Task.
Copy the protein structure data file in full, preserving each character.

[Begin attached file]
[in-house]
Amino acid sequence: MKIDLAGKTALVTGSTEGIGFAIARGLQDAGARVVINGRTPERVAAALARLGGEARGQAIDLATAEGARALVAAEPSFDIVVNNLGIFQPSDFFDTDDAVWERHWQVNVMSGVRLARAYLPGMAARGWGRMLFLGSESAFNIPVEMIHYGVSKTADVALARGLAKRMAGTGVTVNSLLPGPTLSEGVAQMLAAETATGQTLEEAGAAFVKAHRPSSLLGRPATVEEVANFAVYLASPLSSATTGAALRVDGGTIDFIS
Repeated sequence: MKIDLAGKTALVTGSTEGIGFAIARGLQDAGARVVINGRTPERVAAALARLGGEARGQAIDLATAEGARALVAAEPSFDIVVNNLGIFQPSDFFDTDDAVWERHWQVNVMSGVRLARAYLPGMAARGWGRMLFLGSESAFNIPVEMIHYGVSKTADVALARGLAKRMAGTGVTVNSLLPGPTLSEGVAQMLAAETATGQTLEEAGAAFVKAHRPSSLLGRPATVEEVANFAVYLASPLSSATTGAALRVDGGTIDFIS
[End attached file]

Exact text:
[in-house]
Amino acid sequence: MKIDLAGKTALVTGSTEGIGFAIARGLQDAGARVVINGRTPERVAAALARLGGEARGQAIDLATAEGARALVAAEPSFDIVVNNLGIFQPSDFFDTDDAVWERHWQVNVMSGVRLARAYLPGMAARGWGRMLFLGSESAFNIPVEMIHYGVSKTADVALARGLAKRMAGTGVTVNSLLPGPTLSEGVAQMLAAETATGQTLEEAGAAFVKAHRPSSLLGRPATVEEVANFAVYLASPLSSATTGAALRVDGGTIDFIS
Repeated sequence: MKIDLAGKTALVTGSTEGIGFAIARGLQDAGARVVINGRTPERVAAALARLGGEARGQAIDLATAEGARALVAAEPSFDIVVNNLGIFQPSDFFDTDDAVWERHWQVNVMSGVRLARAYLPGMAARGWGRMLFLGSESAFNIPVEMIHYGVSKTADVALARGLAKRMAGTGVTVNSLLPGPTLSEGVAQMLAAETATGQTLEEAGAAFVKAHRPSSLLGRPATVEEVANFAVYLASPLSSATTGAALRVDGGTIDFIS